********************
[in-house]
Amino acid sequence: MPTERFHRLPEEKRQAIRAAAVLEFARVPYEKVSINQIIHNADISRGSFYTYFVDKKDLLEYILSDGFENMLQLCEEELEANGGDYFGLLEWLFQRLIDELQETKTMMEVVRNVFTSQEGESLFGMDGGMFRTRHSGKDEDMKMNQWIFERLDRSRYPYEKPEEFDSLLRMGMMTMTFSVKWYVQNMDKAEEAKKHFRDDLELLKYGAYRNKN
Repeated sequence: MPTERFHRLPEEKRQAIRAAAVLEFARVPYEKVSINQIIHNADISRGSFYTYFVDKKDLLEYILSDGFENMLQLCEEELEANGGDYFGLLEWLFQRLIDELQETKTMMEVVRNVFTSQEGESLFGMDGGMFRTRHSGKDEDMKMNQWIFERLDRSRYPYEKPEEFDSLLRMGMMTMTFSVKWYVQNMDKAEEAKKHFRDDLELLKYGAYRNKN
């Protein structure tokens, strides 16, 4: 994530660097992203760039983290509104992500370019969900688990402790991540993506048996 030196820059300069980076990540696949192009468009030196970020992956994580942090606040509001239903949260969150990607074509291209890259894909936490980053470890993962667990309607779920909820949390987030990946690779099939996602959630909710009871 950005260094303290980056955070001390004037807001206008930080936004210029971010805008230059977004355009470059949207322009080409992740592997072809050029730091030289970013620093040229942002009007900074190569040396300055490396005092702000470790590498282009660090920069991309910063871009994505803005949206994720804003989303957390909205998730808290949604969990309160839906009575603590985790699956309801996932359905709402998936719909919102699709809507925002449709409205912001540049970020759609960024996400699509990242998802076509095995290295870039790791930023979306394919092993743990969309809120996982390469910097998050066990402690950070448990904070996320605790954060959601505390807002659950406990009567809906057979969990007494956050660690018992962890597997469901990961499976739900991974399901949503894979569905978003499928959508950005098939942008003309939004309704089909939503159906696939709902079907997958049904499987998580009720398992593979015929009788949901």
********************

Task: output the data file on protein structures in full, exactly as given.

[in-house]
Amino acid sequence: MPTERFHRLPEEKRQAIRAAAVLEFARVPYEKVSINQIIHNADISRGSFYTYFVDKKDLLEYILSDGFENMLQLCEEELEANGGDYFGLLEWLFQRLIDELQETKTMMEVVRNVFTSQEGESLFGMDGGMFRTRHSGKDEDMKMNQWIFERLDRSRYPYEKPEEFDSLLRMGMMTMTFSVKWYVQNMDKAEEAKKHFRDDLELLKYGAYRNKN
Repeated sequence: MPTERFHRLPEEKRQAIRAAAVLEFARVPYEKVSINQIIHNADISRGSFYTYFVDKKDLLEYILSDGFENMLQLCEEELEANGGDYFGLLEWLFQRLIDELQETKTMMEVVRNVFTSQEGESLFGMDGGMFRTRHSGKDEDMKMNQWIFERLDRSRYPYEKPEEFDSLLRMGMMTMTFSVKWYVQNMDKAEEAKKHFRDDLELLKYGAYRNKN
């Protein structure tokens, strides 16, 4: 994530660097992203760039983290509104992500370019969900688990402790991540993506048996 030196820059300069980076990540696949192009468009030196970020992956994580942090606040509001239903949260969150990607074509291209890259894909936490980053470890993962667990309607779920909820949390987030990946690779099939996602959630909710009871 950005260094303290980056955070001390004037807001206008930080936004210029971010805008230059977004355009470059949207322009080409992740592997072809050029730091030289970013620093040229942002009007900074190569040396300055490396005092702000470790590498282009660090920069991309910063871009994505803005949206994720804003989303957390909205998730808290949604969990309160839906009575603590985790699956309801996932359905709402998936719909919102699709809507925002449709409205912001540049970020759609960024996400699509990242998802076509095995290295870039790791930023979306394919092993743990969309809120996982390469910097998050066990402690950070448990904070996320605790954060959601505390807002659950406990009567809906057979969990007494956050660690018992962890597997469901990961499976739900991974399901949503894979569905978003499928959508950005098939942008003309939004309704089909939503159906696939709902079907997958049904499987998580009720398992593979015929009788949901």